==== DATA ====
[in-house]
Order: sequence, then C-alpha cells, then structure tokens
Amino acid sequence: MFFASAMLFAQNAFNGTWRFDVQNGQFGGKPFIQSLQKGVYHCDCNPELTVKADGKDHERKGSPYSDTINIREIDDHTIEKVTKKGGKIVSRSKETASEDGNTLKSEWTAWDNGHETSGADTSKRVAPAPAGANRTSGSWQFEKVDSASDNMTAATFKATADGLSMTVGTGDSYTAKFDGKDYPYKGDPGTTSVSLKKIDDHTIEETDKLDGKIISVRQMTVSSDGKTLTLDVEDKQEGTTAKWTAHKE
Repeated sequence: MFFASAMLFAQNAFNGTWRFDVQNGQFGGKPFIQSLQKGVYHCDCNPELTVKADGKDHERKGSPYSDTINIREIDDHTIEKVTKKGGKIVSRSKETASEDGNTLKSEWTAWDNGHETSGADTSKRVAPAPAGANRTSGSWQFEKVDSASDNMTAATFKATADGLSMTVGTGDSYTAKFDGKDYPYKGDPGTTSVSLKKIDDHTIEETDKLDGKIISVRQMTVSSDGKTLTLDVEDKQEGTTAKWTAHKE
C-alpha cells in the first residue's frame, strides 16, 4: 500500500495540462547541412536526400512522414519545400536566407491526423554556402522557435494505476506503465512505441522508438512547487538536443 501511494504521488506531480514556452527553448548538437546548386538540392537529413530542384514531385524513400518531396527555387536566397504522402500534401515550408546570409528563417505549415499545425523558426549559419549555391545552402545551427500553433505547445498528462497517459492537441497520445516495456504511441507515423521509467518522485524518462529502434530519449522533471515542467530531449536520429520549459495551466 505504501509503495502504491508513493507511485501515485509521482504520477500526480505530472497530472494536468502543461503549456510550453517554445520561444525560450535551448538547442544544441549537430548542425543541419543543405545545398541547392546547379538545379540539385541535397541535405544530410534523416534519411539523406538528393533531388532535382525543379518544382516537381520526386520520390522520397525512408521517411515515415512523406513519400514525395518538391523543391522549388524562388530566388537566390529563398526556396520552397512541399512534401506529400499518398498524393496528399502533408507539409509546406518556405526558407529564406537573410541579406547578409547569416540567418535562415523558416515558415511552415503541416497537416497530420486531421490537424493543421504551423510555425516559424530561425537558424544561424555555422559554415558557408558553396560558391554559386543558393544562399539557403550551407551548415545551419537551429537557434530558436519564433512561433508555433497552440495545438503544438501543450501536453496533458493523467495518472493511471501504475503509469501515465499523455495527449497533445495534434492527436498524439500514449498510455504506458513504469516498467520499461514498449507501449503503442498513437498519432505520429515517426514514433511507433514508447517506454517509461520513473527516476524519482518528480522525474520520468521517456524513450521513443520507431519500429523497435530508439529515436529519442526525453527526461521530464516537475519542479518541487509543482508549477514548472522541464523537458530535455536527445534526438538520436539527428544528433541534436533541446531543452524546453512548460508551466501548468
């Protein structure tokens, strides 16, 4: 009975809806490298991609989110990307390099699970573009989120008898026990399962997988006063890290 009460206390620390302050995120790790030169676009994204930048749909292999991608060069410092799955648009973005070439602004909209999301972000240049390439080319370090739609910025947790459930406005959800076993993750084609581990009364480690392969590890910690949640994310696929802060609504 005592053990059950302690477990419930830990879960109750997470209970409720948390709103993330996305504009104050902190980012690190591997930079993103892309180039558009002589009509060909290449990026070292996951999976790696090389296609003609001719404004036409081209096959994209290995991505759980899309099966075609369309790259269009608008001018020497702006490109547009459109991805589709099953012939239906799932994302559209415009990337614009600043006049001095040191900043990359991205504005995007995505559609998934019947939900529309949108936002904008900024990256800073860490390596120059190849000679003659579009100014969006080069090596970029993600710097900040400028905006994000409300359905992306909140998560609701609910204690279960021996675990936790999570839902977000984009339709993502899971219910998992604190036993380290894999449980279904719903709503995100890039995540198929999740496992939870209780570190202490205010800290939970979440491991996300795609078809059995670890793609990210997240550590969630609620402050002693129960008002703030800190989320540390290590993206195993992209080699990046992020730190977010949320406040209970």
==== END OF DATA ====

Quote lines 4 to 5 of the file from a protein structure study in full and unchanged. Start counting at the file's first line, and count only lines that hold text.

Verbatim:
Repeated sequence: MFFASAMLFAQNAFNGTWRFDVQNGQFGGKPFIQSLQKGVYHCDCNPELTVKADGKDHERKGSPYSDTINIREIDDHTIEKVTKKGGKIVSRSKETASEDGNTLKSEWTAWDNGHETSGADTSKRVAPAPAGANRTSGSWQFEKVDSASDNMTAATFKATADGLSMTVGTGDSYTAKFDGKDYPYKGDPGTTSVSLKKIDDHTIEETDKLDGKIISVRQMTVSSDGKTLTLDVEDKQEGTTAKWTAHKE
C-alpha cells in the first residue's frame, strides 16, 4: 500500500495540462547541412536526400512522414519545400536566407491526423554556402522557435494505476506503465512505441522508438512547487538536443 501511494504521488506531480514556452527553448548538437546548386538540392537529413530542384514531385524513400518531396527555387536566397504522402500534401515550408546570409528563417505549415499545425523558426549559419549555391545552402545551427500553433505547445498528462497517459492537441497520445516495456504511441507515423521509467518522485524518462529502434530519449522533471515542467530531449536520429520549459495551466 505504501509503495502504491508513493507511485501515485509521482504520477500526480505530472497530472494536468502543461503549456510550453517554445520561444525560450535551448538547442544544441549537430548542425543541419543543405545545398541547392546547379538545379540539385541535397541535405544530410534523416534519411539523406538528393533531388532535382525543379518544382516537381520526386520520390522520397525512408521517411515515415512523406513519400514525395518538391523543391522549388524562388530566388537566390529563398526556396520552397512541399512534401506529400499518398498524393496528399502533408507539409509546406518556405526558407529564406537573410541579406547578409547569416540567418535562415523558416515558415511552415503541416497537416497530420486531421490537424493543421504551423510555425516559424530561425537558424544561424555555422559554415558557408558553396560558391554559386543558393544562399539557403550551407551548415545551419537551429537557434530558436519564433512561433508555433497552440495545438503544438501543450501536453496533458493523467495518472493511471501504475503509469501515465499523455495527449497533445495534434492527436498524439500514449498510455504506458513504469516498467520499461514498449507501449503503442498513437498519432505520429515517426514514433511507433514508447517506454517509461520513473527516476524519482518528480522525474520520468521517456524513450521513443520507431519500429523497435530508439529515436529519442526525453527526461521530464516537475519542479518541487509543482508549477514548472522541464523537458530535455536527445534526438538520436539527428544528433541534436533541446531543452524546453512548460508551466501548468